This may be a good thing - especially since Key Westers were fed up with too many cruise ship arrivals spoiling the quaintness of our town for the valuable and desirable land-based visitors.
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Friday, July 06, 2007

Why the Federal Reserve Can't Bail Out the Real Estate Bubble

The real estate bubble was mainly a result of record low interest rates followed by a complete relaxing (forgetting?) of sensible lending standards.

Basically, the entire real estate bubble was dependent on lowering interest rates.

Without lowering interest rates, properties no longer rose in price. Once prices began to fall, banks closed the spigot of lending money.

So, if you want to know the direction of the real estate market, then look at interest rate trends.

Which way are interest rates headed? Clear signs point to higher rates.

And here is the reason: INFLATION.

Inflation is the number one concern of the Federal Reserve. Why? Inflation robs everyone of the value and purchasing power of money. Think of it this way - you may think you have a good amount of money in the bank. For example, maybe you have enough to buy a new car. But if inflation increases, your money will buy you less as the price of cars rise. So it is the Federal Reserves job to keep inflation in check - otherwise the wealth of our nation and population rapidly deteriorates. The primary tool the Fed has in its limited tool belt is controlling short term interest rates - the rate charged to banks to borrow money. To slow inflation, the Fed raises interest rates thereby causing the economy to slow down. This relieves demand and causes prices to come down.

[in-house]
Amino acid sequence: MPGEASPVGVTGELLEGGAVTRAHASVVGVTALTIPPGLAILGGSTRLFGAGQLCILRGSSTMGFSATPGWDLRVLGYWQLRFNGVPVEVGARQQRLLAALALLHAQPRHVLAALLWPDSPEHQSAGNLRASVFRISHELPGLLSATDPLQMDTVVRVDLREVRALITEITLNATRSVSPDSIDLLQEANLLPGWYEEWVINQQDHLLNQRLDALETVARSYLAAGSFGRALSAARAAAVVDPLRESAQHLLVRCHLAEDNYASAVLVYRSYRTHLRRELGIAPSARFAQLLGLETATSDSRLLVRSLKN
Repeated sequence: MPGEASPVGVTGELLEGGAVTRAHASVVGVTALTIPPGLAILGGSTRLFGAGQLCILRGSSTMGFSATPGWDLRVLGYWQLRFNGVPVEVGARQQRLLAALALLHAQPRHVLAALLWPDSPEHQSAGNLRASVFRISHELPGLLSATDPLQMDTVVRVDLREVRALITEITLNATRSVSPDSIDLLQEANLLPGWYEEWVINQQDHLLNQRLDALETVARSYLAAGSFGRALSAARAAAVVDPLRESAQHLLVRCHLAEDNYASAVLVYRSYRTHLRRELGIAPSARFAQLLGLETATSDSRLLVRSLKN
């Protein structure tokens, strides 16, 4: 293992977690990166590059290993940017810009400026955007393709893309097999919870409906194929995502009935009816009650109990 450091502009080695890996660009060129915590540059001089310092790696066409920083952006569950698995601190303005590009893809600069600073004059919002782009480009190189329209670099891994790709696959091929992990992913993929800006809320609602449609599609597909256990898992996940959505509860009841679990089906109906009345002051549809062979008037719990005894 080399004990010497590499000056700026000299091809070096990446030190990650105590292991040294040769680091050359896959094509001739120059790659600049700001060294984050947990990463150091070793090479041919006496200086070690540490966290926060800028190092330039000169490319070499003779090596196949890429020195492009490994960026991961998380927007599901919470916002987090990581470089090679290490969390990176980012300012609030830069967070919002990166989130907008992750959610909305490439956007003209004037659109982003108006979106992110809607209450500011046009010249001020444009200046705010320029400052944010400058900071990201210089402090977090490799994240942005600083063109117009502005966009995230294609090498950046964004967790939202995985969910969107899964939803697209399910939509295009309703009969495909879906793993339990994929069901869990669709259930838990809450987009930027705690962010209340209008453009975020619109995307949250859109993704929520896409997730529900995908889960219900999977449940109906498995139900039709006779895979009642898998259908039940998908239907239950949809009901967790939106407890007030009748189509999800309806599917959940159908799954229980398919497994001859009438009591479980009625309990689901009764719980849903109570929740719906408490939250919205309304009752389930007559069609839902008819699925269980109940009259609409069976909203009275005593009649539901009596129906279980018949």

So where does inflation come from? It comes from too much demand. With too much demand, you have inflation since too many people/organizations are competing for a limited supply.
Think of it this way. Every product you see - cars, televisions, clothes, appliances - have 3 major input costs: labor, energy, and raw materials. (there are other input costs, like machinery & facilities, but they usually don't fluctuate in price once established).

Today, all three major input costs: labor, energy, and raw materials, are all rising - some at near record levels. And historically, the Fed knows that once these inputs move higher, they get more and more difficult to control.

Here is how the inflation-making components currently look:
  • Labor: Unemployment is near record lows causing wage costs to rise. Wages are a huge cost for all goods, and when they rise too quickly everyone suffers as inflation removes the purchasing power of money.

  • Energy: Oil is currently trading above $72 a barrel - a number previously thought devestating for the economy. If prices rise much higher, the markets may panic as they digest this impact.

  • Raw materials: Commodities continue to climb in price as world demand increases. And with China and other economies rapidly growing, this trend will likely continue.
    With all three major input costs rising and at record highs, inflation should continue to be the primary focus of the Fed.

The next move by the Fed is likely to be up. With the current backdrop of economic numbers, there is little choice for them.

And with higher rates, there will be no relief for the declining of real estate.

So for those looking for the real estate market to turn around, you have a long wait, especially with the massive glut of properites on the market.